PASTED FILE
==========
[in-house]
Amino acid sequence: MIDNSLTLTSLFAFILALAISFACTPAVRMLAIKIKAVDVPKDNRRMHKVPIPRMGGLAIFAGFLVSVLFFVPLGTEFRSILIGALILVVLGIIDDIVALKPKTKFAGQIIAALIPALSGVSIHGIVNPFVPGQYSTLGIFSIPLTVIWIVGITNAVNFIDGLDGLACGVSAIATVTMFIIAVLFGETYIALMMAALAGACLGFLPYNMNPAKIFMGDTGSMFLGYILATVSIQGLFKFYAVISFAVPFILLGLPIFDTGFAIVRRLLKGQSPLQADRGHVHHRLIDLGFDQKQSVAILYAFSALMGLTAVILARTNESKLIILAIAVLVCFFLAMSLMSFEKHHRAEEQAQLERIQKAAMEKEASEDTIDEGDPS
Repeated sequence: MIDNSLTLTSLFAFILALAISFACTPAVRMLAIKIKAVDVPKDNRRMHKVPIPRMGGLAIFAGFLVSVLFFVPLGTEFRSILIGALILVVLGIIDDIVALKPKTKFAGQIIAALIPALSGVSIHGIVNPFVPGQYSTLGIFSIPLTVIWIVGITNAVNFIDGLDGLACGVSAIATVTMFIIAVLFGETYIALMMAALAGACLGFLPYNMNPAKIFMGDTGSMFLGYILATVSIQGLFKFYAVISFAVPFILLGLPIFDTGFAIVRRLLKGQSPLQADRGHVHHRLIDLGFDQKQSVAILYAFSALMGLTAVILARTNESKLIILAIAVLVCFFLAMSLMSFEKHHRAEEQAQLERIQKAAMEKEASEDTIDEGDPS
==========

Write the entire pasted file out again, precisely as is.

[in-house]
Amino acid sequence: MIDNSLTLTSLFAFILALAISFACTPAVRMLAIKIKAVDVPKDNRRMHKVPIPRMGGLAIFAGFLVSVLFFVPLGTEFRSILIGALILVVLGIIDDIVALKPKTKFAGQIIAALIPALSGVSIHGIVNPFVPGQYSTLGIFSIPLTVIWIVGITNAVNFIDGLDGLACGVSAIATVTMFIIAVLFGETYIALMMAALAGACLGFLPYNMNPAKIFMGDTGSMFLGYILATVSIQGLFKFYAVISFAVPFILLGLPIFDTGFAIVRRLLKGQSPLQADRGHVHHRLIDLGFDQKQSVAILYAFSALMGLTAVILARTNESKLIILAIAVLVCFFLAMSLMSFEKHHRAEEQAQLERIQKAAMEKEASEDTIDEGDPS
Repeated sequence: MIDNSLTLTSLFAFILALAISFACTPAVRMLAIKIKAVDVPKDNRRMHKVPIPRMGGLAIFAGFLVSVLFFVPLGTEFRSILIGALILVVLGIIDDIVALKPKTKFAGQIIAALIPALSGVSIHGIVNPFVPGQYSTLGIFSIPLTVIWIVGITNAVNFIDGLDGLACGVSAIATVTMFIIAVLFGETYIALMMAALAGACLGFLPYNMNPAKIFMGDTGSMFLGYILATVSIQGLFKFYAVISFAVPFILLGLPIFDTGFAIVRRLLKGQSPLQADRGHVHHRLIDLGFDQKQSVAILYAFSALMGLTAVILARTNESKLIILAIAVLVCFFLAMSLMSFEKHHRAEEQAQLERIQKAAMEKEASEDTIDEGDPS